Cook County, IL – Municipalities continue to opt out of the Cook County minimum wage and paid leave mandate ahead of the July 1 implementation date. More than two-thirds of Cook County’s 134 municipalities have opted out.
Los Angeles, CA – The city’s Office of Wage Standards and the city attorney announced $1.45 million in fines and back wages assessed to CKE Restaurants (Carl’s Jr.) for allegedly failing to pay several workers the city’s $10.50/hr minimum wage.
New Jersey – Legislation that would increase the amount of paid family leave workers can take in New Jersey passed the legislature and has gone to Governor Christie’s desk. It is unclear whether he will sign or veto the legislation. The expanded benefit would provide workers up to 12 weeks of paid family leave at 90 percent of their weekly pay, which would be covered by an existing state fund to which all workers in New Jersey already contribute.
Oregon – The House passed, in a bipartisan manner, a compromise scheduling bill this week following passage in the Senate last week. The governor is expected to sign the bill into law. Oregon will become the first state to enact a restrictive scheduling mandate and the bill will likely become the national model. The requirement applies to “chains” that employ at least 500 employees worldwide. Primary components of the legislation include: seven days advanced notice for the first three years and 14 days beginning in 2020 with one hour of penalty pay for changes; a rest period of at least ten hours between employee shifts; employers may use the “voluntary standby list” to address unanticipated customer needs or unexpected employee absences without penalty pay, and; a permanent, statewide preemption of all local government scheduling mandates. The law will be enforced by the state labor department with a narrow private right of action for retaliation.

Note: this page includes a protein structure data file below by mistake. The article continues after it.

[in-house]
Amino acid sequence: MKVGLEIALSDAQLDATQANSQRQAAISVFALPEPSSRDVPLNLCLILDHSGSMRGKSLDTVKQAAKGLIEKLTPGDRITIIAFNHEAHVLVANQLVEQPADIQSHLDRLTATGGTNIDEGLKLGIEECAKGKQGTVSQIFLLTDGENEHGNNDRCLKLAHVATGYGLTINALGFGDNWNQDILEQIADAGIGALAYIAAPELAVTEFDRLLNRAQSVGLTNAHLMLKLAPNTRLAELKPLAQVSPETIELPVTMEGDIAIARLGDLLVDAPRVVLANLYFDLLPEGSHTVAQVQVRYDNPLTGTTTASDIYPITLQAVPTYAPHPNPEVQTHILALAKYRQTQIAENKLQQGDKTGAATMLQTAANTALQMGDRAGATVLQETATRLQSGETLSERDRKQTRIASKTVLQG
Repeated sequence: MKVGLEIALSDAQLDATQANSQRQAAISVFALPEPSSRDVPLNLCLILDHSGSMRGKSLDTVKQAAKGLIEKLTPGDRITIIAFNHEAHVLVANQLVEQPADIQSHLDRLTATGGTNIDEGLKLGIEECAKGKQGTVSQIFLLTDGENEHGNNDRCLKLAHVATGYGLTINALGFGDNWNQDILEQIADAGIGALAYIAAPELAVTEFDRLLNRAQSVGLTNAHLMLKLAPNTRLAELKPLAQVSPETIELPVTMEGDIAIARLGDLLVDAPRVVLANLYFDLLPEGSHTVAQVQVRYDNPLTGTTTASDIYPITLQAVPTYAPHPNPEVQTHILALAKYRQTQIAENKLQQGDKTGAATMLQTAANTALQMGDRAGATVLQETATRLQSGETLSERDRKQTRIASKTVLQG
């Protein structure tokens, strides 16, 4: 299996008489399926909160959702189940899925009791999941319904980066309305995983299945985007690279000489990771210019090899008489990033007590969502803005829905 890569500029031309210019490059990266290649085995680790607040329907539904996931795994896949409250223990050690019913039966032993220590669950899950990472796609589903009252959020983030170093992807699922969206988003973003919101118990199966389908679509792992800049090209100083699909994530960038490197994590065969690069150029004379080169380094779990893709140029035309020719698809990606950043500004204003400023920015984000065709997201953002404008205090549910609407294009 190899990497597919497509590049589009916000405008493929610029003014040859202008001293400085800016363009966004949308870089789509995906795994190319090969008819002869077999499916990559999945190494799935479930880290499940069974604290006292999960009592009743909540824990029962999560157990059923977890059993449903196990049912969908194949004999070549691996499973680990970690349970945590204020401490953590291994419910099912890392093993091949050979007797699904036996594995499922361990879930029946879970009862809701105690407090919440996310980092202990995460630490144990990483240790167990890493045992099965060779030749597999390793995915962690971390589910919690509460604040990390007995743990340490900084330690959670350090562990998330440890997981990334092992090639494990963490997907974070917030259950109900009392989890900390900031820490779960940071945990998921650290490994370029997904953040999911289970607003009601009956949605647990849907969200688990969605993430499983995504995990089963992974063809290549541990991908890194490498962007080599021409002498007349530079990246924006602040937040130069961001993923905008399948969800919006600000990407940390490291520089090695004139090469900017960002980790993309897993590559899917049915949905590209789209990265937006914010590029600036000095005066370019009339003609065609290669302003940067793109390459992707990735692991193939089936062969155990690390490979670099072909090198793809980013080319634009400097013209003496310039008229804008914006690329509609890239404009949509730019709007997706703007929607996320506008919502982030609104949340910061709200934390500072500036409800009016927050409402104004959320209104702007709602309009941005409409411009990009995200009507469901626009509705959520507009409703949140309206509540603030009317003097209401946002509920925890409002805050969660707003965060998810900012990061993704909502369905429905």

Chicago, IL – The City Council proposed a scheduling ordinance modeled after other jurisdictions like San Francisco and Seattle. The legislation includes two weeks advance notice for schedules, predictability pay, a ban on “clopening” and a requirement to offer additional hours to part-time workers before hiring new workers. A timeline of legislative action has not been specified.
Emeryville, CA – The city has set a new timeline for enforcement of its new scheduling mandate. The “soft” effective date of July 1, 2017 is still in effect, however operators will not be penalized for non-compliance during the soft rollout period. The implementing regulations are still under consideration and the city council recently set a new timeline for both comments and enforcement. The comment period was extended to July 31 with a “full” effective date of January 1, 2018. The scheduling ordinance, passed in 2016, applies to entities with 56 or more employees globally. It includes two weeks advance notice for schedules, predictability pay and an requirement to offer additional hours to part time workers before hiring new workers.
NLRB Nomination – President Trump nominated William Emanuel for a seat on the National Labor Relations Board. Emanuel is a partner at management-side law firm Littler Mendelson. He has extensive experience working with Members of Congress, major trade groups from an array of industries and represented employers many times before the Board.
EEOC Nomination – President Trump will nominate Janet Dhillon for a seat to the Equal Employment Opportunity Commission for a five-year term expiring on July 1, 2022. Dhillon is currently executive vice president of Burlington Stores, and has held executive and senior roles with J.C. Penney Company and U.S. Airways Group.